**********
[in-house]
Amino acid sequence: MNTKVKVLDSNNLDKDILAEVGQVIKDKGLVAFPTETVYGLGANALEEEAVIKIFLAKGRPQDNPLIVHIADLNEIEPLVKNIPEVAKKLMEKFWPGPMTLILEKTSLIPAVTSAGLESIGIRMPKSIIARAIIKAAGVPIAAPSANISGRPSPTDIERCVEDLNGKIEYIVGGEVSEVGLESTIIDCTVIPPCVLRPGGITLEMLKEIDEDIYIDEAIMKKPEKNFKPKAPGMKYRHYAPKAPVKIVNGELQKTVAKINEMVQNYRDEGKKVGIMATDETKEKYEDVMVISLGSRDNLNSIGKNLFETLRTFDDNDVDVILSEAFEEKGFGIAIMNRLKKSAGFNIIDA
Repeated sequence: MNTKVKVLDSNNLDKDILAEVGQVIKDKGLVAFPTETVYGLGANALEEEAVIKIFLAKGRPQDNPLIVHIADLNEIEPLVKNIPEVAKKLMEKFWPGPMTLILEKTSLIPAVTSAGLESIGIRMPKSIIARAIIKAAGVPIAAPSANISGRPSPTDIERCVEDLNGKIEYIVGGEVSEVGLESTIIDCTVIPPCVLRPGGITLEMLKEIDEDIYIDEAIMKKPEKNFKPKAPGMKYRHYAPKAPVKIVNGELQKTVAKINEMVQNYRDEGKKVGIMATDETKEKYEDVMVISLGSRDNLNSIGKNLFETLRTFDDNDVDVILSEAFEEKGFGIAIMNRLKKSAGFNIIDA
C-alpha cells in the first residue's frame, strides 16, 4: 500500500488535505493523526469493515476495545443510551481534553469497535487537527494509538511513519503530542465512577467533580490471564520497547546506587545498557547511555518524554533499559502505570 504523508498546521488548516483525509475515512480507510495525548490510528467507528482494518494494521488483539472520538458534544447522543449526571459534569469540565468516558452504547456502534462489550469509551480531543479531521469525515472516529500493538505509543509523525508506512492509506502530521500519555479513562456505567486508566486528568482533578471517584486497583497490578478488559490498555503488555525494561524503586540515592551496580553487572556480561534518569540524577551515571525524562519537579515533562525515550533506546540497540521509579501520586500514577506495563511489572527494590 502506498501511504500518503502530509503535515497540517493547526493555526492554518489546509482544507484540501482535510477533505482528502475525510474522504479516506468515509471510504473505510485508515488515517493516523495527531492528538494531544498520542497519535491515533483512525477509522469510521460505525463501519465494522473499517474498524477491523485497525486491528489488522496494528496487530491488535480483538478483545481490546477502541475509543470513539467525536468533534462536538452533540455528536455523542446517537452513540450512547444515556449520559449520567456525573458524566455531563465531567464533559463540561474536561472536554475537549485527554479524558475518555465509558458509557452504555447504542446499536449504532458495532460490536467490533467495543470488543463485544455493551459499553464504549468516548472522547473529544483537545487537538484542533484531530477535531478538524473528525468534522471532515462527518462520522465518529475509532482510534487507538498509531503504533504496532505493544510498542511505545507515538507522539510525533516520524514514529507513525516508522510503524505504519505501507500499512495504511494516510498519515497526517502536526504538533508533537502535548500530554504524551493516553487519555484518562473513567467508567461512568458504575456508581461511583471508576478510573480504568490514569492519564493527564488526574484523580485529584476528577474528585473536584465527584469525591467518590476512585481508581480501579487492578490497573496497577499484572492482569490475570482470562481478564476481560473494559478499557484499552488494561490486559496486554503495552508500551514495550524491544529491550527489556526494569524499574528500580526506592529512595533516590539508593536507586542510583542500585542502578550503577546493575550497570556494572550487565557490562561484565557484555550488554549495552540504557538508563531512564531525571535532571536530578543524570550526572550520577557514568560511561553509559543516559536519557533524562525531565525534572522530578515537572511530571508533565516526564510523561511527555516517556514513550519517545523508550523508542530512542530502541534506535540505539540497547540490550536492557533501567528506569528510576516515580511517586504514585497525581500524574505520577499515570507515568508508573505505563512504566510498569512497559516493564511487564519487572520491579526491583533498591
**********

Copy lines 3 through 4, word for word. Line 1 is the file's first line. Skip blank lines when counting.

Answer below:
Repeated sequence: MNTKVKVLDSNNLDKDILAEVGQVIKDKGLVAFPTETVYGLGANALEEEAVIKIFLAKGRPQDNPLIVHIADLNEIEPLVKNIPEVAKKLMEKFWPGPMTLILEKTSLIPAVTSAGLESIGIRMPKSIIARAIIKAAGVPIAAPSANISGRPSPTDIERCVEDLNGKIEYIVGGEVSEVGLESTIIDCTVIPPCVLRPGGITLEMLKEIDEDIYIDEAIMKKPEKNFKPKAPGMKYRHYAPKAPVKIVNGELQKTVAKINEMVQNYRDEGKKVGIMATDETKEKYEDVMVISLGSRDNLNSIGKNLFETLRTFDDNDVDVILSEAFEEKGFGIAIMNRLKKSAGFNIIDA
C-alpha cells in the first residue's frame, strides 16, 4: 500500500488535505493523526469493515476495545443510551481534553469497535487537527494509538511513519503530542465512577467533580490471564520497547546506587545498557547511555518524554533499559502505570 504523508498546521488548516483525509475515512480507510495525548490510528467507528482494518494494521488483539472520538458534544447522543449526571459534569469540565468516558452504547456502534462489550469509551480531543479531521469525515472516529500493538505509543509523525508506512492509506502530521500519555479513562456505567486508566486528568482533578471517584486497583497490578478488559490498555503488555525494561524503586540515592551496580553487572556480561534518569540524577551515571525524562519537579515533562525515550533506546540497540521509579501520586500514577506495563511489572527494590 502506498501511504500518503502530509503535515497540517493547526493555526492554518489546509482544507484540501482535510477533505482528502475525510474522504479516506468515509471510504473505510485508515488515517493516523495527531492528538494531544498520542497519535491515533483512525477509522469510521460505525463501519465494522473499517474498524477491523485497525486491528489488522496494528496487530491488535480483538478483545481490546477502541475509543470513539467525536468533534462536538452533540455528536455523542446517537452513540450512547444515556449520559449520567456525573458524566455531563465531567464533559463540561474536561472536554475537549485527554479524558475518555465509558458509557452504555447504542446499536449504532458495532460490536467490533467495543470488543463485544455493551459499553464504549468516548472522547473529544483537545487537538484542533484531530477535531478538524473528525468534522471532515462527518462520522465518529475509532482510534487507538498509531503504533504496532505493544510498542511505545507515538507522539510525533516520524514514529507513525516508522510503524505504519505501507500499512495504511494516510498519515497526517502536526504538533508533537502535548500530554504524551493516553487519555484518562473513567467508567461512568458504575456508581461511583471508576478510573480504568490514569492519564493527564488526574484523580485529584476528577474528585473536584465527584469525591467518590476512585481508581480501579487492578490497573496497577499484572492482569490475570482470562481478564476481560473494559478499557484499552488494561490486559496486554503495552508500551514495550524491544529491550527489556526494569524499574528500580526506592529512595533516590539508593536507586542510583542500585542502578550503577546493575550497570556494572550487565557490562561484565557484555550488554549495552540504557538508563531512564531525571535532571536530578543524570550526572550520577557514568560511561553509559543516559536519557533524562525531565525534572522530578515537572511530571508533565516526564510523561511527555516517556514513550519517545523508550523508542530512542530502541534506535540505539540497547540490550536492557533501567528506569528510576516515580511517586504514585497525581500524574505520577499515570507515568508508573505505563512504566510498569512497559516493564511487564519487572520491579526491583533498591